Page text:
Thursday, February 15, 2007


By Ivan G. Goldman

What would get Congress to force Bush to pull out of Iraq? Money, of course. Washington is a bazaar, and if you want to buy something, you must pay the price. Congress has established and polished a system of legalized bribery that has most of its members spending most of their working hours raising contributions for themselves.

Members have proved repeatedly that they will vote against the interests of their constituents in favor of their paymasters and then rely on the inept media to allow them to escape consequences.

Generally, voting for what’s right doesn’t pay enough, which is why we’re saddled with a world dictated by insurance, banking, drugs, Star Wars creatures, creationists, and other industries willing to pay for what they want.

No, I’m not joking. During the seventies, in another life, I covered Congress for a daily newspaper, and during that time I convinced political operatives to give me details off the record about how their world works. They painted an ugly picture. Since then, the cost of campaigning – which means the cost of waging TV attack ads on opponents – has multiplied to staggering sums, and a corrupt system grew far more corrupt.

This week, during the Iraq debate, members of the House have been pretending to expose their political souls, with most of them prepared to vote in favor of a toothless resolution that objects to Bush’s military escalation. Only a minority is willing to stand up and use the power granted to them by the Constitution – the power of the purse – to end this pointless blunder of an occupation. In matters of foreign policy money is a lesser factor, true, but I guarantee you if we paid them enough to act decently, we’d get some decency out of them.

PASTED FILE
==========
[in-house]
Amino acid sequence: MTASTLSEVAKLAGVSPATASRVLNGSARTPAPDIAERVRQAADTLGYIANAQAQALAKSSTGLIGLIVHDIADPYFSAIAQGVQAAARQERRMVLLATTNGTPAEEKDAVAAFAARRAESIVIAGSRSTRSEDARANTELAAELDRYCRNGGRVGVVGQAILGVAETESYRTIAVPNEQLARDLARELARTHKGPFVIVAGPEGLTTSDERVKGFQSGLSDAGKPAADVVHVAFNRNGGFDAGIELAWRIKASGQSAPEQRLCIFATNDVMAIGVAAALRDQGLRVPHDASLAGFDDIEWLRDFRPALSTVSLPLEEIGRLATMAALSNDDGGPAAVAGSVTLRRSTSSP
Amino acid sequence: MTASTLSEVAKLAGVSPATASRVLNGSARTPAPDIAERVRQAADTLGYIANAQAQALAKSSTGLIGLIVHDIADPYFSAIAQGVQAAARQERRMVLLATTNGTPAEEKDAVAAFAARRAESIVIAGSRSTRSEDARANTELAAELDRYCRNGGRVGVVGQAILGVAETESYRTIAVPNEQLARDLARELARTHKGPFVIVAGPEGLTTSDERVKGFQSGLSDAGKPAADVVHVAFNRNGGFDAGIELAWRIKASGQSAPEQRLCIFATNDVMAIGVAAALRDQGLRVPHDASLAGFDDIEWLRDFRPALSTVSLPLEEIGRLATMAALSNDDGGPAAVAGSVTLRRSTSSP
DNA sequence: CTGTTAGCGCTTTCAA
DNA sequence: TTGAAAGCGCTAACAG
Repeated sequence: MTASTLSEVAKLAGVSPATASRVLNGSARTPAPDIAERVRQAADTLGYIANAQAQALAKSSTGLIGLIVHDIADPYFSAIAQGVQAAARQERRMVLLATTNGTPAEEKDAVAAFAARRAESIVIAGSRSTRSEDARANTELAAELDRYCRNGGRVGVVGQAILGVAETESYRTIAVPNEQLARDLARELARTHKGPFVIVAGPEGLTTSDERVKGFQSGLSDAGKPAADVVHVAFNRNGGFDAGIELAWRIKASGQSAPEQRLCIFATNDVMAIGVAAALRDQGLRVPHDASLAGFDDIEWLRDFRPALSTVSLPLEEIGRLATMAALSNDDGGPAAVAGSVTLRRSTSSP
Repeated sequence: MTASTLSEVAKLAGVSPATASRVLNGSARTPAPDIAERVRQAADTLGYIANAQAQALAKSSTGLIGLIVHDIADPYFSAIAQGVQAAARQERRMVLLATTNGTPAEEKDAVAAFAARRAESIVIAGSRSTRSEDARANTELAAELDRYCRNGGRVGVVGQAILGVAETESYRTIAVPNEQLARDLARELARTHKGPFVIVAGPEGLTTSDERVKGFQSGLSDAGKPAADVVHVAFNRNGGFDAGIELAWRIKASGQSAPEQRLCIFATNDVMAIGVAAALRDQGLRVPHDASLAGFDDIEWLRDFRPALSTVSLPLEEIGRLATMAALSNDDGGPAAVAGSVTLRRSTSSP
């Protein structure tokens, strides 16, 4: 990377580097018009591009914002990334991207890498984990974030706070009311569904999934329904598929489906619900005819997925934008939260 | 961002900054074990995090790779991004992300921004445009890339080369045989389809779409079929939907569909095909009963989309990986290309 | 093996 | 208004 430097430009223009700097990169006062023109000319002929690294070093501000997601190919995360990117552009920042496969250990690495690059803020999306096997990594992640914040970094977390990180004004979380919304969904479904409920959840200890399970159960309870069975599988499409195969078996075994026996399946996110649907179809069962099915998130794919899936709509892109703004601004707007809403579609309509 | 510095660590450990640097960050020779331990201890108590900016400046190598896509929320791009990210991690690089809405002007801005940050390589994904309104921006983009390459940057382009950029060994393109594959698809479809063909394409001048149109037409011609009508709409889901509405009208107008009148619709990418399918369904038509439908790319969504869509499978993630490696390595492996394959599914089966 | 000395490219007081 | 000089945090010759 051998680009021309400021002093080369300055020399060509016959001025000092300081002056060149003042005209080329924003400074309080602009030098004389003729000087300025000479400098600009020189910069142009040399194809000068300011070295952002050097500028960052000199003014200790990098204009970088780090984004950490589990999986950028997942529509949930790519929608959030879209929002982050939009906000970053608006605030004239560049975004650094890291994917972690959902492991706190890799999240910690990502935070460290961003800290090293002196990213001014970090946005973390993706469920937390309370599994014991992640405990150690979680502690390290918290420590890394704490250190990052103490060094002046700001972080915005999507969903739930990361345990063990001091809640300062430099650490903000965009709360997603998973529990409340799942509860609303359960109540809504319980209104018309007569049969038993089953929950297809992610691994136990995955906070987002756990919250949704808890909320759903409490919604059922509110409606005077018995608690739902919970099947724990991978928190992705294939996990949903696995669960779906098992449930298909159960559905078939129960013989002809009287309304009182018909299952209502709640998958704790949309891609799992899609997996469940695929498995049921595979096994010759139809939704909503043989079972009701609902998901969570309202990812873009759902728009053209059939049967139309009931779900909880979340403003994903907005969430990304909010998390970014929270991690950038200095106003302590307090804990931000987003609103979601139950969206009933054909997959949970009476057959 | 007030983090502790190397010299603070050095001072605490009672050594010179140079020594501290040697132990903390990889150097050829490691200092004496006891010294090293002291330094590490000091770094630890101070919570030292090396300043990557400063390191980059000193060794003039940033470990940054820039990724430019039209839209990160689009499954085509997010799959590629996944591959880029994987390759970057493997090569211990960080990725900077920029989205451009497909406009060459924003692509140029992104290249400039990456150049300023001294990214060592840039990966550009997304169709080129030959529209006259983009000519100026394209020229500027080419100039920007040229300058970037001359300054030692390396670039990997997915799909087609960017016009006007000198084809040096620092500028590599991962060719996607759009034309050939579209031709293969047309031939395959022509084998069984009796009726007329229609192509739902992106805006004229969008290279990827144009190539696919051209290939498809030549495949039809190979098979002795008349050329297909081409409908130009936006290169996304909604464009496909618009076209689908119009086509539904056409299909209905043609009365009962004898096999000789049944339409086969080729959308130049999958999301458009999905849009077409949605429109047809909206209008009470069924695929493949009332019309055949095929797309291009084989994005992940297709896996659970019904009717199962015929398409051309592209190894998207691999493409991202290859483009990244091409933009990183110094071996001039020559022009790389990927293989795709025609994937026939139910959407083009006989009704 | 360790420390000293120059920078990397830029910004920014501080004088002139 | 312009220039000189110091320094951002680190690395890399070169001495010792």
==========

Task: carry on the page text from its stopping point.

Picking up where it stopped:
In the meantime, the relative lack of bribe-related motivation on this issue has members confused because it calls on them to actually scrutinize policy instead of checking their profit-and-loss ledgers.

Dead-enders consider themselves relatively safe funding Bush’s moronic war because most voters have been fooled into thinking withholding funds would be a stab in the back to troops in the field, leaving them out there on the battlefield with no bullets for their weapons. The Bush-Cheney team, though not trusted by a majority of voters, has successfully planted this lie in the public mind, just as it had a majority believing for years that Saddam Hussein knocked down the World Trade Center.

The media still do a terrible job of sorting out facts. The standard method of operation is to let both sides have their say and switch to a commercial. This works only when both sides at least try to tell the truth. Vicious liars are an odious thing to behold, and most of us, including the press, don’t know how to deal with them. First, you have to have your facts straight, then you have to challenge the lies.

During the Kerry-Bush debates in ’04, when Bush said he was an excellent steward of the environment, or words to that effect, Kerry was both flustered by the damnable, outright lie, and unable to muster the facts to prove that Bush had weakened the EPA and other key regulators in a determined and very specific pattern of abuse that dirtied air and water and defiled formerly protected land.

The most recent, reliable poll tells us 76 percent of Iraqis want us out of there within a year and think the presence of our troops exacerbates the killing. So it’s a mystery how the twisted Bush-Cheney team deludes anyone into claiming our troops are fighting for democracy.

You want more members of Congress to back off from the delusion? Pay them.

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